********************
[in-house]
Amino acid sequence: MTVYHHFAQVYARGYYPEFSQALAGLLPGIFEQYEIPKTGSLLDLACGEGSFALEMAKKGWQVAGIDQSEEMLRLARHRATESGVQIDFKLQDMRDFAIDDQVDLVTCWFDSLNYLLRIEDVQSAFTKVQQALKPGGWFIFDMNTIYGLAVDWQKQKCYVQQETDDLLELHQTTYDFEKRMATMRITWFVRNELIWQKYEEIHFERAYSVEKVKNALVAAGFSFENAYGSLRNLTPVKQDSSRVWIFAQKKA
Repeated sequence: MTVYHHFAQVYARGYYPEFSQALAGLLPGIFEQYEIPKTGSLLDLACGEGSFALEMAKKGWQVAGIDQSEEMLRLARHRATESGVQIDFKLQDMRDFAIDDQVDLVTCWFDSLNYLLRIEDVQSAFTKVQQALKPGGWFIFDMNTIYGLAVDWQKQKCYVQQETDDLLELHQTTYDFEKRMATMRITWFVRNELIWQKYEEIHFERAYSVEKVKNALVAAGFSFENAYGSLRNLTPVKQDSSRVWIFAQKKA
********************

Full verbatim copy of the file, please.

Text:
[in-house]
Amino acid sequence: MTVYHHFAQVYARGYYPEFSQALAGLLPGIFEQYEIPKTGSLLDLACGEGSFALEMAKKGWQVAGIDQSEEMLRLARHRATESGVQIDFKLQDMRDFAIDDQVDLVTCWFDSLNYLLRIEDVQSAFTKVQQALKPGGWFIFDMNTIYGLAVDWQKQKCYVQQETDDLLELHQTTYDFEKRMATMRITWFVRNELIWQKYEEIHFERAYSVEKVKNALVAAGFSFENAYGSLRNLTPVKQDSSRVWIFAQKKA
Repeated sequence: MTVYHHFAQVYARGYYPEFSQALAGLLPGIFEQYEIPKTGSLLDLACGEGSFALEMAKKGWQVAGIDQSEEMLRLARHRATESGVQIDFKLQDMRDFAIDDQVDLVTCWFDSLNYLLRIEDVQSAFTKVQQALKPGGWFIFDMNTIYGLAVDWQKQKCYVQQETDDLLELHQTTYDFEKRMATMRITWFVRNELIWQKYEEIHFERAYSVEKVKNALVAAGFSFENAYGSLRNLTPVKQDSSRVWIFAQKKA